16. The Discovery Institute – Dumber than a pile of rocks.

    Charles Deetz writes: “Turns out DI says that crystals are missing one ingredient: “complex” of the CSI.”

    In the comments to the Panda’s Thumb post, it is pointed out that CSI cannot be determined unless you are also told how the object was created (how a sequence was generated).

    I’m just going to pause for a minute and let everyone appreciate the sheer magnitude of how stupid that is.

    If I tell you how something is designed, you can use CSI to determine that it was designed! In terms on the PT discussion of information theory, if you assume something is designed, it’s Designed!

  17. Charles,
    Turns out DI says that crystals are missing one ingredient: “complex” of the CSI.

    I don’t think that’s true. The creationist definition of complexity boils down to “lots of parts.” Actually they compute the probability of a structure being assembled by random rearrangement, so if you have K kinds of parts (= 4 for DNA sequences), and a sequence of length L, then the “tornado probability” as I call it is 1/K^L. Then creationists take -log base 2 of that, which gives L*log_2[K].

    Note this is proportional to L, which is lengths of sequence, so creationist complexity is a just a count of parts.

    At that Panda’s Thumb thread that Curm linked to, we are trying to hash out the math of CSI. My main point is that Dembski has about 6 different methods of computing CSI.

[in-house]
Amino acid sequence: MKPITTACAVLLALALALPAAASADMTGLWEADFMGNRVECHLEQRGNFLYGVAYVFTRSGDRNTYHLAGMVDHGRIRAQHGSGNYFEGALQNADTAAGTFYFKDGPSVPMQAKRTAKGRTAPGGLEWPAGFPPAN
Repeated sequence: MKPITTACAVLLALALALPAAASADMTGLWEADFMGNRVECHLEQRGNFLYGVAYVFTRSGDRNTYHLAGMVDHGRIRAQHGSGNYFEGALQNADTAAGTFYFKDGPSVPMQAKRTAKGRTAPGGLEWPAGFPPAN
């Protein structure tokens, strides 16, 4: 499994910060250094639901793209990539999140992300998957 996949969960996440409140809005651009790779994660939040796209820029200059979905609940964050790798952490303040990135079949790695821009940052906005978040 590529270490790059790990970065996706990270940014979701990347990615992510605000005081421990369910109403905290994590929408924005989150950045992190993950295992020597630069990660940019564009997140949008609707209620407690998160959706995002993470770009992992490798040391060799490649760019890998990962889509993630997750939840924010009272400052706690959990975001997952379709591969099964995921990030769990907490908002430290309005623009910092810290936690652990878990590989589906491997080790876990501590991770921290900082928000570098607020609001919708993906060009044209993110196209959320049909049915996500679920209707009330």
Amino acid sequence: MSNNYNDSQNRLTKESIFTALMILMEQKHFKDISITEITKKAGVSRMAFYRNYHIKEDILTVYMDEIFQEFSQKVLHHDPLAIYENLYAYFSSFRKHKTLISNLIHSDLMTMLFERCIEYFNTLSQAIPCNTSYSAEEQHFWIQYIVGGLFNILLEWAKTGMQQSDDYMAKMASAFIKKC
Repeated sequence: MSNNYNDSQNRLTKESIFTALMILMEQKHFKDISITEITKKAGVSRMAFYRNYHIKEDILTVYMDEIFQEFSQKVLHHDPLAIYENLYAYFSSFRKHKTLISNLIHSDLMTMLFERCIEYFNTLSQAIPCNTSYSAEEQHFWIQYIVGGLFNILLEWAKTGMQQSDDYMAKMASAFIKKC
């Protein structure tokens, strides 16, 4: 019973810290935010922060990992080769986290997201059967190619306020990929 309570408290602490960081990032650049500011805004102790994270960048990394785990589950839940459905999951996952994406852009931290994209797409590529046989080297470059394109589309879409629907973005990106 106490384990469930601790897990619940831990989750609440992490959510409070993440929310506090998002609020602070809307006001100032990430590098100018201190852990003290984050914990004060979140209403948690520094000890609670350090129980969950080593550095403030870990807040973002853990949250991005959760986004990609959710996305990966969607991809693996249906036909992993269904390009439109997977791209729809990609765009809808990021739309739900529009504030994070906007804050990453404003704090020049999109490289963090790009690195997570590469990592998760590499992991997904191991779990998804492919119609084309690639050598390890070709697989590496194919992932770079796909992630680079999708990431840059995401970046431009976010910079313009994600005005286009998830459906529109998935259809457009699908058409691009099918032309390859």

This allows Dembski to flip-flop between different methods– he can use one of his 3 “guaranteed failure” methods to say that crystals, or observed examples of evolution of new enzymes or proteins, or computer simulations of evolution, all have CSI = 0. Thus he can eliminate all David Hume-style counter-examples of natural processes creating complexity.

    But, with biological structures, he can use one of his 3 “guaranteed success” methods to assign a huge CSI to biology.

    In my comments at Panda’s Thumb I described Dembski’s 3 “guaranteed success” methods but I haven’t gotten around to his “guaranteed failure” methods. Those are the ones they use to reject genetic algorithms that simulate evolution, also observed gene duplication etc.

    At PT, I did some calculations that showed that a grain of salt has a HUGE CSI by some of Dembski’s “guaranteed success” methods. By some (not all) of Dembski’s definitions, you could say a rock has huge CSI. So you can check out the math there.

  18. @Diogenes: The problem with tearing apart Dembski’s math is it gives a free pass on the deeper problem: The assumptions.

    In a statistical inference test there is a null and alternate hypothesis Can you state Dembski’s null and alternative hypotheses?

    No? Neither can I, at least not without looking at Dembski’s conclusion and eliminating all other possibilities*. Recall that ID doesn’t attempt to define the Designer, and here is the key flaw: ID cannot form a valid hypotheses without stating a definition of the Designer. By all means tear the math apart and show how it leads to ridiculous conclusions, but … (summoning my best FrankJ impression) … but never fail to mention that ID has no hypothesis to test. That is why Irreducible Complexity, CSI, and the entirely of ID arguments are just so much nonsense.

    * which is an assumption of Design, with probability equal 1.0.

  19. Yeah, when will DI ever twig onto irony of identifying design because “nothing like this ever happens in nature” as a way of identifying design in nature? Sort of defeats the purpose of the project.